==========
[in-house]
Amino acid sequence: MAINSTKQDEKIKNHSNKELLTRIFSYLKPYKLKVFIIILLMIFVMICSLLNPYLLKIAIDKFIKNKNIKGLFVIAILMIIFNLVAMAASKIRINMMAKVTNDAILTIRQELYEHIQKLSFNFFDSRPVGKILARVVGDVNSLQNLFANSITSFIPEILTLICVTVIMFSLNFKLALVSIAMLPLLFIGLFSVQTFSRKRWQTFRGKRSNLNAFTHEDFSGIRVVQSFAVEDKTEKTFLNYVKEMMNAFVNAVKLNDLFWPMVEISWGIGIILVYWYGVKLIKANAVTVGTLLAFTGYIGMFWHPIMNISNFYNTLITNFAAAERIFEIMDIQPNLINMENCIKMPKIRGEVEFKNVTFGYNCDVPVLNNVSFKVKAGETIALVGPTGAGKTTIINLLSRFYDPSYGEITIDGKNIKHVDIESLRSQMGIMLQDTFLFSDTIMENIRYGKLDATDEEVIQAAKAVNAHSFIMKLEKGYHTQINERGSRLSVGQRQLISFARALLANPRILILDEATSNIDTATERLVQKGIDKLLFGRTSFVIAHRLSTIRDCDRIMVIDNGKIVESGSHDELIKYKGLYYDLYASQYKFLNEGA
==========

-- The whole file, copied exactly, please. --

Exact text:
[in-house]
Amino acid sequence: MAINSTKQDEKIKNHSNKELLTRIFSYLKPYKLKVFIIILLMIFVMICSLLNPYLLKIAIDKFIKNKNIKGLFVIAILMIIFNLVAMAASKIRINMMAKVTNDAILTIRQELYEHIQKLSFNFFDSRPVGKILARVVGDVNSLQNLFANSITSFIPEILTLICVTVIMFSLNFKLALVSIAMLPLLFIGLFSVQTFSRKRWQTFRGKRSNLNAFTHEDFSGIRVVQSFAVEDKTEKTFLNYVKEMMNAFVNAVKLNDLFWPMVEISWGIGIILVYWYGVKLIKANAVTVGTLLAFTGYIGMFWHPIMNISNFYNTLITNFAAAERIFEIMDIQPNLINMENCIKMPKIRGEVEFKNVTFGYNCDVPVLNNVSFKVKAGETIALVGPTGAGKTTIINLLSRFYDPSYGEITIDGKNIKHVDIESLRSQMGIMLQDTFLFSDTIMENIRYGKLDATDEEVIQAAKAVNAHSFIMKLEKGYHTQINERGSRLSVGQRQLISFARALLANPRILILDEATSNIDTATERLVQKGIDKLLFGRTSFVIAHRLSTIRDCDRIMVIDNGKIVESGSHDELIKYKGLYYDLYASQYKFLNEGA